How Trinity Students are Engaged in the Political Process: Campus-Wide Involvement in Elections

Kat Namon ’22

News Editor

In January of 2012, the US Department of Education issued a call to action which challenged col- leges and universities to show support for academic programs and designed to increase student civic learning and engagement in democracy. As a result, The Institute for Democracy and Higher Education (IDHE), part of the Jonathan M. Tisch College of Civic Life at Tufts Univer- sity, created an initiative which took the form of The National Study of Learning,

Voting and Engagement (NSLVE) is the first and only study that objectively examines institution level data and student data on student voting, and shares these findings with campuses that participate in the program. The NSLVE offers a close examination of campus climates for political learning and engagement, and clarifies correlations between specific student learning experiences and voting. Every school that participates in the NSLVE report has 3 report holders, and they are responsible for getting the report out to the rest of the community. The Tripod was lucky enough to receive the report from the President’s Office, and its findings are high- lighted in detail below.

The NSLVE 2018 report, put together by Tufts University, recorded that Trinity had a 30.9% voter rate, a significant increase since the 2014 report, which recorded a voter rate of 12.7%. This increase was not due to more eligible voters at the college, as that number actually went down by 55 students, according to the 2018 report on the midterm elections.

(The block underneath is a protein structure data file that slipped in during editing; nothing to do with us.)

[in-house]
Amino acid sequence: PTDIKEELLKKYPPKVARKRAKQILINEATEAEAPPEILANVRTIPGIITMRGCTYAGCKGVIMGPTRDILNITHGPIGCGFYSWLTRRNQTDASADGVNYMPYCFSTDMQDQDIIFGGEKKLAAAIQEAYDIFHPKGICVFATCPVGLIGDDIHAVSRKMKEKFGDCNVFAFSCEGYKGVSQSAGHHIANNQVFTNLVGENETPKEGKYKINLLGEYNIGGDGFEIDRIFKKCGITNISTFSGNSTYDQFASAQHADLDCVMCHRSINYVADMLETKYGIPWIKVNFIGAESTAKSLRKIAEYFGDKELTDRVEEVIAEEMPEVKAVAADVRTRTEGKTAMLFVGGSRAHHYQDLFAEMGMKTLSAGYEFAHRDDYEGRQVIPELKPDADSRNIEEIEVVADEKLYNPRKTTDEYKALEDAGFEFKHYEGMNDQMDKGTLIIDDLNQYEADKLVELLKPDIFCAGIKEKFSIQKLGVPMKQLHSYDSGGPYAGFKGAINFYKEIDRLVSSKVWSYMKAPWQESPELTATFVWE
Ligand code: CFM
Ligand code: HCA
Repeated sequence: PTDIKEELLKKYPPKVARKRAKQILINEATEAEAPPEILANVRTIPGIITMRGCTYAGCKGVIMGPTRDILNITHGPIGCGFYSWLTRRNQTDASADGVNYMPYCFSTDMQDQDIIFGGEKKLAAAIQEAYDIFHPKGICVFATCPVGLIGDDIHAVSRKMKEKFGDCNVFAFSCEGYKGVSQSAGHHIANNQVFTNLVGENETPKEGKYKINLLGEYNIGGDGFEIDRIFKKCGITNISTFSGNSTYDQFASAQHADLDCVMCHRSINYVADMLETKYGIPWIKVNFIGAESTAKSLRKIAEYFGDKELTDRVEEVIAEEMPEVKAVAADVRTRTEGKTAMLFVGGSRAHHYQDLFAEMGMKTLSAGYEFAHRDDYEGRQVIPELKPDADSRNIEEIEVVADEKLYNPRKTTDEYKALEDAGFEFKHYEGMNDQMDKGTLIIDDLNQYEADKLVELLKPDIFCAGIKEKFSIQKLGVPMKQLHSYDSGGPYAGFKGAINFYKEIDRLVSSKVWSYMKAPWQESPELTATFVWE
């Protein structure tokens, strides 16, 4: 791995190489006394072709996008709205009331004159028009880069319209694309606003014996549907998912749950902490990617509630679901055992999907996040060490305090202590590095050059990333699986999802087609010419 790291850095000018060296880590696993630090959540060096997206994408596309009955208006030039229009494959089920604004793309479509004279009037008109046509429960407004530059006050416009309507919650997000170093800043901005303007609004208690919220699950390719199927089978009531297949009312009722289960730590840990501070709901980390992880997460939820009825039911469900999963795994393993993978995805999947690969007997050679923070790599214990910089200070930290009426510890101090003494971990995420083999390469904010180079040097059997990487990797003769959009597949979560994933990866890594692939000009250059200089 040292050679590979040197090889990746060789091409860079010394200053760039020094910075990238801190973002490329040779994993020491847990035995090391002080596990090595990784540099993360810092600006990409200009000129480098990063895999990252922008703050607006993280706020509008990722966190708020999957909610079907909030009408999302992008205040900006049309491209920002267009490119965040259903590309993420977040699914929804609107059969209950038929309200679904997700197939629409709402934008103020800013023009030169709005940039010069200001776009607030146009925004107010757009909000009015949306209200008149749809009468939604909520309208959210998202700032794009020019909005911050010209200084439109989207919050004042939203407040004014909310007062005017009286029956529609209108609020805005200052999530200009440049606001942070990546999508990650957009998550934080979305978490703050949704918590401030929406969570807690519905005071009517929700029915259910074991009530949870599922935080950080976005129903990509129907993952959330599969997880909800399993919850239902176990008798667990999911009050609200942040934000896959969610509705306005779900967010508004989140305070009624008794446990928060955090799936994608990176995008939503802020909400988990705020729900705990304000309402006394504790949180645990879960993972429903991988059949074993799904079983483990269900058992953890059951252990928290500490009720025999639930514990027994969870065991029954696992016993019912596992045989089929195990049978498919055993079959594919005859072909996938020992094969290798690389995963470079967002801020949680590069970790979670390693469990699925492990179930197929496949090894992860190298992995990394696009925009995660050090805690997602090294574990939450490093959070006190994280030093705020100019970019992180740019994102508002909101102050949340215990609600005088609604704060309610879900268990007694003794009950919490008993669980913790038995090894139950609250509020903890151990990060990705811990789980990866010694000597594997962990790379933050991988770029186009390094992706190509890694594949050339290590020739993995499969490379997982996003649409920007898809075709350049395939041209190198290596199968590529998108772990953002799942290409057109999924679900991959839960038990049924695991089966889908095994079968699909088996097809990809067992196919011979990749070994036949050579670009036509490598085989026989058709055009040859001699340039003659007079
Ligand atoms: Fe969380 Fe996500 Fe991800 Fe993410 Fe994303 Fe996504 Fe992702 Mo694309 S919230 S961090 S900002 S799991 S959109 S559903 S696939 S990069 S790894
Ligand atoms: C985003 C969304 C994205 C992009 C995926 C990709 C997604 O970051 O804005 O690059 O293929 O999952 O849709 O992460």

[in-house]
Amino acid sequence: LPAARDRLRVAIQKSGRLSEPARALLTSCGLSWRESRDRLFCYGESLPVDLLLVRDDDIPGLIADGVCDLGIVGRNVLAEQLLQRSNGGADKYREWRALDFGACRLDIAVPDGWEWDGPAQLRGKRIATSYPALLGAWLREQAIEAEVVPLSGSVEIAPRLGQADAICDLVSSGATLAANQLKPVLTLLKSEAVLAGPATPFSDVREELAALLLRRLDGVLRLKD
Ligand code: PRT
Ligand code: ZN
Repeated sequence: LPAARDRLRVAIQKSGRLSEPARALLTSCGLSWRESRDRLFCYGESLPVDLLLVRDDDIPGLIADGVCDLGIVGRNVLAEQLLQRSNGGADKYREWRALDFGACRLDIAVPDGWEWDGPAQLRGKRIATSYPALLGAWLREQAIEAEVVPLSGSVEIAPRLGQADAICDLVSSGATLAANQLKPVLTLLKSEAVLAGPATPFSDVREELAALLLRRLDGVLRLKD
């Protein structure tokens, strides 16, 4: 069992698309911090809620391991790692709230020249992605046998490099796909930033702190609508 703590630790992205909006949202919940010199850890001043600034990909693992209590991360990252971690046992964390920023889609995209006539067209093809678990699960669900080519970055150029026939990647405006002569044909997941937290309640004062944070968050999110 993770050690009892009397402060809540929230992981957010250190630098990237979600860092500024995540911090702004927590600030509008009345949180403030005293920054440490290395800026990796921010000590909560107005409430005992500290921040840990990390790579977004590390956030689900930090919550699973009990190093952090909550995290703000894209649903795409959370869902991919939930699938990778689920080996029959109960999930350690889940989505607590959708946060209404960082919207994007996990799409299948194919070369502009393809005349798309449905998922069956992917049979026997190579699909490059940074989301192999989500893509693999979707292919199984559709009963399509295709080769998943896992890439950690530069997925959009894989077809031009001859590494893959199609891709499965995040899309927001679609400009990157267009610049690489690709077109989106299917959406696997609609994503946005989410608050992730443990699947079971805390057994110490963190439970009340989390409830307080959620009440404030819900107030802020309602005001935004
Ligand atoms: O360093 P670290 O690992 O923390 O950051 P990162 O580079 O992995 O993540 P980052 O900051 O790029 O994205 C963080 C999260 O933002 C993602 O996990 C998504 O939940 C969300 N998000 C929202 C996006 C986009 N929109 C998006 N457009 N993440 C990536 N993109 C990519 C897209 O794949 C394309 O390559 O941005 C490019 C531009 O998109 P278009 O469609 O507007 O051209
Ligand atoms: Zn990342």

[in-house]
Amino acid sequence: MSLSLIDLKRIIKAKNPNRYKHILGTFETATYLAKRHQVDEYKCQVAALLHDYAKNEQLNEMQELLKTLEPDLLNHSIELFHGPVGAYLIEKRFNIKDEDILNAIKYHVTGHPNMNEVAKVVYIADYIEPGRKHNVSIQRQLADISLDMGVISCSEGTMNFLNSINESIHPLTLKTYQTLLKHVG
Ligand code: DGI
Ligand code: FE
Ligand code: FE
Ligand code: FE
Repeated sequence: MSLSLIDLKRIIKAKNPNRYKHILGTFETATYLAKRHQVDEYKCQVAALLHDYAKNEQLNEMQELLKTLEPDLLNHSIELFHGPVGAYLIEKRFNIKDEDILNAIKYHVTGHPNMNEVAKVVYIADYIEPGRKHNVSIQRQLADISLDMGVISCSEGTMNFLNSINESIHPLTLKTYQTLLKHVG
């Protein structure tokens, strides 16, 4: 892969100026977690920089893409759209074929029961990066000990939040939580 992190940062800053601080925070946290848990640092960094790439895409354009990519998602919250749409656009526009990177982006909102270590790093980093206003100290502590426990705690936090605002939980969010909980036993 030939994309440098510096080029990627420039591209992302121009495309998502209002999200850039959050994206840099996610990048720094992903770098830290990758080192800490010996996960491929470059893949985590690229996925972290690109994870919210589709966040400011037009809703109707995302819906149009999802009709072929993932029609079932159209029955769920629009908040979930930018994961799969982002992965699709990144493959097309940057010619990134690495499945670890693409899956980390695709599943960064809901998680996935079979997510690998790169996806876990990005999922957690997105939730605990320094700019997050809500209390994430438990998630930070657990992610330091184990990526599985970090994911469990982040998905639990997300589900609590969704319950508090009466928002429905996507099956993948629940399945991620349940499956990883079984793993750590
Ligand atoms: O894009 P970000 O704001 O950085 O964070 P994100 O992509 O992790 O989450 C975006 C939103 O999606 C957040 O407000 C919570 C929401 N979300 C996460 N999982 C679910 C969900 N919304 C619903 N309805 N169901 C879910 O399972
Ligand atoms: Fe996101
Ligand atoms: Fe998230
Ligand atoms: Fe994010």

The number of students who voted increased by 358, and the registration rate increased by 11.8% since 2014. Trinity’s voting registration rates, compared to all institutions, show Trinity below the rest by 8.3%.

The report includes other information on the students’ voting data and Trinity, including voting methods, age groups, education level, undergraduate class year, enrollment status, gender, race/ethnicity, and field of study.

Due to Trinity’s increasing voting rate, the college was honored in the 2019 “ALL IN” Challenge Awards Ceremony, which recognized colleges and universities that are committed to increasing student voting rates and wider interest in voter participation on their campuses. The overall turnout for college students reached 40.3% in the 2018 midterm election, a more than two- fold increase since 2014.

The ceremony took place on Tuesday, Nov. 12, in Washington D.C. Trin- ity received a silver seal for achieving a student en- rollment and voting rate between 30% and 39%. Associate Vice President for External Affairs and the President’s Chief of Staff, Jason Rojas, added “We remain committed to working across campus to graduate civic-minded students. While we believe our work is not yet complete, civic awareness is a part of the Trinity experience, whether in the classroom, in the cafeteria, in the bookstore, or in our neighborhoods. We all have a responsibility to ensure our students are educated about the voting process and the impact their votes have in each election.”

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